Infants' Perception.docx - 45198705 – JULIE MAI Research on infants’ perception has improved exponentially over the decades and has led to a

Infants' Perception.docx - 45198705 – JULIE MAI Research...

This preview shows page 1 - 3 out of 7 pages.

45198705 – JULIE MAI Research on infants’ perception has improved exponentially over the decades and has led to a dramatic change in the nature of research in infants’ perception. Infants’ perception is defined as a process in which an infant develops the ability to gain awareness and respond to external stimuli. Research on infant perception and cognition is often founded difficult due to their limited abilities in communication and motor skills. Researchers usually use laboratory based experiments and make reference to a range of physiological research methods to measure infants’ visual attention, objective performance, auditory and speech. We look into the range of different methods researchers have used to study infants’ perceptual abilities and explored some of the critiques and limitations of each method used. Robert Fantaz developed the preference method that has been known as a breakthrough in infants’ perception studies. Within this method, infants were constantly given a pair of contrasting incidents/or events and the duration of their reaction and response towards the stimuli is examined and comparisons are made. If an infant looks extensive at one of the event more than the other one, this determining a hypothesis that the infant can distinguish between the two stimuli presented in front of them. From the results, we can conclude that numerous studies have used this method to prove that infants have preference for certain things when presented to them. In Kazuki (2013)’s experiment, we use preference looking method to discover if 3-8-month- old infants can show the differences between illusory and non-illusory contour figures. Illusory contour figures are formed by radial line segments whose inward-pointing end
Image of page 1
produce the illusion of a circle or other figures. The figures often have the same color background but appears brighter. In the experiment, a physical image is made of the pacemen in a circular motion with a time difference of the speed it spins in. Non-phase difference and phase different is used in both illusory figure and non-illusory figure side by side to examine the infants’ preference to the figures. Fourteen 3-4 months old infants, fourteen 5-6 months old infants and fourteen 7-8 months old infant participated in this research method. However, 21 participants were not included in the final testing due to carelessness, failure to look at both sides and fussiness. Throughout the experiment, cameras were placed around the room to ensure that all stimuli were monitored and displayed on the CRT behind the two-way mirror screen within the room. The infants’ reactions and responses were recorded and observed through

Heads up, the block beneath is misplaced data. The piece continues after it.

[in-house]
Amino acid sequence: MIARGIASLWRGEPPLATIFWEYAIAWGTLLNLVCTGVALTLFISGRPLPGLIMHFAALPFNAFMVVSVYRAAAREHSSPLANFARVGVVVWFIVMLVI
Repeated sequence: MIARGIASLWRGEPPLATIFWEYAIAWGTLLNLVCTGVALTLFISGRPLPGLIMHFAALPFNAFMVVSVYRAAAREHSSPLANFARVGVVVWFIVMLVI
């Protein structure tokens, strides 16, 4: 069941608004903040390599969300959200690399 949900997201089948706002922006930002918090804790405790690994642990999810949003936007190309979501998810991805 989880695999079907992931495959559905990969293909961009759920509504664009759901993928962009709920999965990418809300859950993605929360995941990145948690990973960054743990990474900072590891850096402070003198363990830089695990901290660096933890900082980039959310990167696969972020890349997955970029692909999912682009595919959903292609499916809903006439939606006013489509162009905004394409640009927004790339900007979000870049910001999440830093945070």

Image of page 2
Image of page 3

You've reached the end of your free preview.

Want to read all 7 pages?

  • One '14

What students are saying

  • Left Quote Icon

    As a current student on this bumpy collegiate pathway, I stumbled upon Course Hero, where I can find study resources for nearly all my courses, get online help from tutors 24/7, and even share my old projects, papers, and lecture notes with other students.

    Student Picture

    Kiran Temple University Fox School of Business ‘17, Course Hero Intern

  • Left Quote Icon

    I cannot even describe how much Course Hero helped me this summer. It’s truly become something I can always rely on and help me. In the end, I was not only able to survive summer classes, but I was able to thrive thanks to Course Hero.

    Student Picture

    Dana University of Pennsylvania ‘17, Course Hero Intern

  • Left Quote Icon

    The ability to access any university’s resources through Course Hero proved invaluable in my case. I was behind on Tulane coursework and actually used UCLA’s materials to help me move forward and get everything together on time.

    Student Picture

    Jill Tulane University ‘16, Course Hero Intern

Stuck? We have tutors online 24/7 who can help you get unstuck.
A+ icon
Ask Expert Tutors You can ask You can ask You can ask (will expire )
Answers in as fast as 15 minutes
A+ icon
Ask Expert Tutors